Best Living Artists


I’m always on the lookout for contemporary visual artists that deeply inspire me on some level and although I see excellent artists daily on forums and art sites I frequent, so far only 3 qualify for the title.

First and foremost it has to be Javier Marín, a Mexican sculptor, whom I can compare without hesitation to some of the best sculptors ever, the likes of Michelangelo and Rodin. If it sounds like a bold statement, go and see his website and decide for yourself. It’s not the most user-friendly site, but take your time to check out all the links.

Marín’s body of work consists almost exclusively of nudes of both sexes. Interestingly he’s not interested in the nude in the classical sense. They have nothing to do with eroticism or beauty. He dissects the body and builds it up again, leaving all the marks and scratches of the fusing process, even exagerrating them. And this is where his art parts with classical sculpture and gives it a contemporary feel. Through his nudes he’s exploring the human experience with all its struggles, throwing away the idealism and perfectionism of the classics. There’s a contradiction here: he’s achieving this through sculptures that seem idealized and timeless…He works in bronze, clay and resin and uses coloured slip on some of them, a very interesting contemporary twist again.

Here is a quote from the artist himself: “I see the glorious human being in my figures, full of medals and trophies, full of experience. They are beings loaded with achievements and accomplished goals.”

And another one from a critic, “Time in Marín’s work has not stopped with Michelangelo or Rodin, as some have observed, others have desired, and even others have hoped. Instead, it courses through the neoclassical appearance of its erotic and seductive conceptualization, questioning it in its tragic present.” Antonio Zaya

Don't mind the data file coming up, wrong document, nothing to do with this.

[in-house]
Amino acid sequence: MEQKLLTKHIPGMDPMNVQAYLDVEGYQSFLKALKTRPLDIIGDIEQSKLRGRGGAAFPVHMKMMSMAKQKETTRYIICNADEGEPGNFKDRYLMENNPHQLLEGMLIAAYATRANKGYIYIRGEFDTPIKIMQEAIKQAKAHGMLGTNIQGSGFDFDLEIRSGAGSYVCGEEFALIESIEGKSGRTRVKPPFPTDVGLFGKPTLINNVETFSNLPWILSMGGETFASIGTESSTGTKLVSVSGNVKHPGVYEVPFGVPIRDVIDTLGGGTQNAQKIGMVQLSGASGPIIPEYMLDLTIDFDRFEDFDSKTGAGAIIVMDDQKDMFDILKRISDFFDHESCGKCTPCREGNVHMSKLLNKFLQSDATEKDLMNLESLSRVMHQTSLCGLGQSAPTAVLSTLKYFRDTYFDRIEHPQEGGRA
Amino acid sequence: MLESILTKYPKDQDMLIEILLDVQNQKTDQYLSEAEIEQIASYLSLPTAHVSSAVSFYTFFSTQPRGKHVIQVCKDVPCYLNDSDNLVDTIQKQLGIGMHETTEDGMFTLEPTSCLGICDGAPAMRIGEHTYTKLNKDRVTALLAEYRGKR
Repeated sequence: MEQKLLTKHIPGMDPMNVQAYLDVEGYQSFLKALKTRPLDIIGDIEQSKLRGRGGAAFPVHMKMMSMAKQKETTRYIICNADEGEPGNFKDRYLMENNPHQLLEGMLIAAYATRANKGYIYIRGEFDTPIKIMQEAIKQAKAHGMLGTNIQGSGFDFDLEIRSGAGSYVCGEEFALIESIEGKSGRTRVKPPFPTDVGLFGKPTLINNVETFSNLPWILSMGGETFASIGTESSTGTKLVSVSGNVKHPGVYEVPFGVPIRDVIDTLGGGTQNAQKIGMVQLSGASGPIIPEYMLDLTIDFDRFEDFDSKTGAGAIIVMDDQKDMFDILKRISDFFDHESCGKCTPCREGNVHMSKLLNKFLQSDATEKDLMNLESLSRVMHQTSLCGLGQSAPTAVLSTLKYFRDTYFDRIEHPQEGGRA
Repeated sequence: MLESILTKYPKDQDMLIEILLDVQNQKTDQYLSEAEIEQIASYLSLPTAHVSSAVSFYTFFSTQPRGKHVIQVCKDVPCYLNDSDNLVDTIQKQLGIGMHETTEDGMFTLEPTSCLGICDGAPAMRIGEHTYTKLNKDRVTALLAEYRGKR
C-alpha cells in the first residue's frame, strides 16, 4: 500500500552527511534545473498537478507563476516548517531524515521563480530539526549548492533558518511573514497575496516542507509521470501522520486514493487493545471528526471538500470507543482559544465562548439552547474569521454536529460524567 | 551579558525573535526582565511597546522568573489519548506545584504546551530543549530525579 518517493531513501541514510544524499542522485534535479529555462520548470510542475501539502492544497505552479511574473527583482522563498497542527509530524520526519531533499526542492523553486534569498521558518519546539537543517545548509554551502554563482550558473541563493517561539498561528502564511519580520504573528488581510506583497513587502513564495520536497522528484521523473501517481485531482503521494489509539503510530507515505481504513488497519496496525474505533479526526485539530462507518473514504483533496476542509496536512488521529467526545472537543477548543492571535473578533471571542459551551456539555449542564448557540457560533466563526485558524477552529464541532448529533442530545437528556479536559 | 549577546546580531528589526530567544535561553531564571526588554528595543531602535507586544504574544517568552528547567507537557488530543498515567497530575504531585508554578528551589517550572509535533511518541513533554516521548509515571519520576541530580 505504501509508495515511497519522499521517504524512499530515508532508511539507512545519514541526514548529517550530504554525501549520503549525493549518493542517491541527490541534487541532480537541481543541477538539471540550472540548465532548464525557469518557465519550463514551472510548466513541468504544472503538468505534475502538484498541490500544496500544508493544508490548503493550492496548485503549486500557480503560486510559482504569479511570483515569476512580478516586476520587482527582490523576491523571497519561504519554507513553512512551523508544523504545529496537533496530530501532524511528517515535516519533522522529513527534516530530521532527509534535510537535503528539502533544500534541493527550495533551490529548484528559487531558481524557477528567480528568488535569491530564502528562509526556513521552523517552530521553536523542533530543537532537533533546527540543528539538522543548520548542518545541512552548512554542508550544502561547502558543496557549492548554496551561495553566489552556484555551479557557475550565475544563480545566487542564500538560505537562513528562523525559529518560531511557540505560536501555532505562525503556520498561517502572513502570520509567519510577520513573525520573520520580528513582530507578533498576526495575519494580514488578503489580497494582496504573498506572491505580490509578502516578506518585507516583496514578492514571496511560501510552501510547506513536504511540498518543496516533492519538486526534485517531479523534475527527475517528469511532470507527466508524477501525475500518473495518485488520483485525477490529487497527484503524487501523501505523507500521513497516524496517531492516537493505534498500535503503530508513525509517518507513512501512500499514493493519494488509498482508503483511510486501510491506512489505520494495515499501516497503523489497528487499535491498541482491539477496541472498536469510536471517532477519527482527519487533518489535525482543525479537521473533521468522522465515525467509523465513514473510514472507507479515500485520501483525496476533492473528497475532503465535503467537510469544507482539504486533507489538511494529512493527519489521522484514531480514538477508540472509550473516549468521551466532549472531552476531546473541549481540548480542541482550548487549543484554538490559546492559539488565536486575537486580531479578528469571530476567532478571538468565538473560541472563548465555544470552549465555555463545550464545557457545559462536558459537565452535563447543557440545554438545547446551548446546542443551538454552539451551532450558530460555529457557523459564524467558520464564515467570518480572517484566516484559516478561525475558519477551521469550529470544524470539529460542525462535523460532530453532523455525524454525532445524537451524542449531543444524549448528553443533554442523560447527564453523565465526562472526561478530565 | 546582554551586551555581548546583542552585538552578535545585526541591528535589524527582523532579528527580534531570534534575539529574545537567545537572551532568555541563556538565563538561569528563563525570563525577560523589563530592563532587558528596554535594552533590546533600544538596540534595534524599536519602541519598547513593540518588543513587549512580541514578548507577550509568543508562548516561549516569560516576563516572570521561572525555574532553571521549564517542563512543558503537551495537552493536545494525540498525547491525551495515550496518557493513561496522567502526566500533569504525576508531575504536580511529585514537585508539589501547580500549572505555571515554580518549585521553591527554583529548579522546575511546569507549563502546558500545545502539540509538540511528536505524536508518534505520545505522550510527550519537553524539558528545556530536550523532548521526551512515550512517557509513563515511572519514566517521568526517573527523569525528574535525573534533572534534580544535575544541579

Here is his website. Enjoy!:

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~ by erikatakacs on January 18, 2008.

16 Responses to “Best Living Artists”

  1. His work is fantastic! Many thanks for this post.

  2. Amazingly gifted sculptor. Loved his site. Seems to me at first glance disturbing, almost violent, dehumanizing treatment of the human form and gimmicky, but incredible talent nonetheless.

  3. I’m glad you enjoyed it, Todd. Kim, I’m surprised by your reaction, my first impression was awe. What do you find gimmicky about it?

  4. Don’t get me wrong. I am in awe. I thought I loaded my comments with compliments about his talent…no? His forms are somewhat classical, writhing and alive. Much of it is dissected, tormented things I would expect in horror movie special effects. His talent is undenyable. Seems like he’s relying on gimmickery a bit to give it modern twist -which sells. It sells!

  5. I respect your opinion, I was just curious what you found gimmicky about it. His motivation seems to be purely artistic according to a sizeable statement he wrote. I don’t know if it sells or not but judging by the large number of solo exhibitions he had over the years, it must be. It’s Mueck who seems gimmickery to me, but that’s another subject…

  6. Take statue of Liberty. Remove body, leaving only head, add rectangular shaped pieces to head…

    Take statue of David. Remove right arm, place in left hand. Add stitching as though portions were sewn on or disected. Add bolts to head…Frankendavid! :P~

    -to equip or embellish with unnecessary features, esp. in order to increase salability, acceptance, etc. (often fol. by up): to gimmick up a sports car with chrome and racing stripes.

    It’s a bit gimmicky. That’s all. Every artist is probably a little gimmicky on some level.

    Mueck…tell us more!

  7. Personally, I’ve always believed sculptoring is the most difficult to master of all the arts.
    I’ve always been in awe of artists who are able to achieve this well, this classic of all art forms.

    Thanks for sharing this artist’s vision.
    It is very powerful……..I can see where his vision might not rest well with all viewers.
    I for one find his work moving in a deep primordial sense………
    Would love to actually see his work in person.

    Personally I think it’s most difficult to truly understand an artist’s motives.